Educational institutions should take steps to reduce the risk off their staff and students being duped by these scams. Alerting all .edu account holders to warn them about the campaign is important, especially as these messages are bypassing Office 365 anti-phishing measures and are arriving in inboxes.
Any educational institution that is relying on Microsoft Exchange Online Protection (EOP) for blocking spam and phishing emails – EOP is the default protection provided free with Office 365 licenses – should strongly consider improving their anti-phishing defenses with a third-party spam filter.
SpamTitan has been developed to provide superior protection for Office 365 environments. The solution is layered on top of Office 365 and seamlessly integrates with Office 365 email. In addition to significantly improving spam and phishing email protection, dual antivirus engines and sandboxing provide excellent protection from malware.
For further information on SpamTitan anti-phishing protection for higher education, give the SpamTitan team a call today. You can start protecting your institution immediately, with installation and configuration of SpamTitan taking just a few minutes. The solution is also available on a free trial to allow you to assess SpamTitan in your own environment to see the difference it makes before deciding on a purchase.
A phishing attack on an employee of the California State Controller’s Office Unclaimed Property Division highlights how a single response from an employee to a phishing email could easily result in a massive breach. In this case, the phishing attack was detected promptly, with the attacker only having access to an employee’s email account for less than 24 hours from March 18.
In the 24 hours that the attacker had access to the email account, the contents of the account could have been exfiltrated. Emails in the account included unclaimed property holder reports. Those reports included names, dates of birth, addresses, and Social Security numbers – the type of information that could be used to steal identities.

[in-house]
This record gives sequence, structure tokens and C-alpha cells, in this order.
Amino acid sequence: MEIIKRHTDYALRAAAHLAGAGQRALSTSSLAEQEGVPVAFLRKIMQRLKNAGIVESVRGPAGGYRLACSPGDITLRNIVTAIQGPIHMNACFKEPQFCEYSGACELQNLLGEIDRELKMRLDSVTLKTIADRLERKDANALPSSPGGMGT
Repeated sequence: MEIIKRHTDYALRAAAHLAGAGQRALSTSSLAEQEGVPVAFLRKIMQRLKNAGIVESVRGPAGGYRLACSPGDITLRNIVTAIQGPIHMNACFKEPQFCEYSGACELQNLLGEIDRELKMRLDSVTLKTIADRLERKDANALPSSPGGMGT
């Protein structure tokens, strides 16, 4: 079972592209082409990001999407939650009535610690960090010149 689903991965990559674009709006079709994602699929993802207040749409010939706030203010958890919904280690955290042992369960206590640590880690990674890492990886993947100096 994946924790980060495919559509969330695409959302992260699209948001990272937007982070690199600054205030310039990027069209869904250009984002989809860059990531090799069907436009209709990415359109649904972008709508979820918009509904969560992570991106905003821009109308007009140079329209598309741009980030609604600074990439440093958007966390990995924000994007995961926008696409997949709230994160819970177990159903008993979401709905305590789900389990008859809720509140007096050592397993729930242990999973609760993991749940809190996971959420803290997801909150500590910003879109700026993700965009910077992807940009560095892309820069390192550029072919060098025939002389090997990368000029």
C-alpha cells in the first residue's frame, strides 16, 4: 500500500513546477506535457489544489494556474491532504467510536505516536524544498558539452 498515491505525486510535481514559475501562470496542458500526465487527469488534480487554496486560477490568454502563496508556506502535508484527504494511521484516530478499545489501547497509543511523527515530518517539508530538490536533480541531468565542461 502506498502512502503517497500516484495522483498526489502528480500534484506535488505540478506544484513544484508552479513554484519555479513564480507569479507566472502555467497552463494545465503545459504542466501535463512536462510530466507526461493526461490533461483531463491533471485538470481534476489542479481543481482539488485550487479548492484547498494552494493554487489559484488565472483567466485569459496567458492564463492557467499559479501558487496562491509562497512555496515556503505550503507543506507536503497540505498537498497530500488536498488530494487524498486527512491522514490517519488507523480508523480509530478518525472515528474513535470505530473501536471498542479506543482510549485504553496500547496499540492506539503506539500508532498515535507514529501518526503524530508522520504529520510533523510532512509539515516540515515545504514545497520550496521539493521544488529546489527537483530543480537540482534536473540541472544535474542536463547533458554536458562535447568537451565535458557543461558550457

The email that fooled the employee into clicking a link and disclosing login credentials appeared to have been sent from a trusted outside entity, which is why the email was assumed to be legitimate. After stealing the employee’s credentials undetected, the attacker immediately went to work and tried to compromise the email accounts of other state workers.
In the short time that the individual had access to the account, around 9,000 other state workers were sent phishing emails from the compromised account. Fortunately, the attack was detected promptly and all contacts were alerted about the phishing emails and told to delete the messages. That single compromised account could easily have led to a massive email account breach.
Phishing is now the biggest data security threat faced by businesses. The attacks are easy to conduct, require little skill, and can be extremely lucrative. Email accounts often contain a treasure trove of data that can be easily monetized, the accounts can be used to send further phishing emails internally and to external contacts and customers, and a breach of Microsoft 365 credentials could allow a much more extensive attack on a company. Many ransomware attacks start with a single response to a phishing email.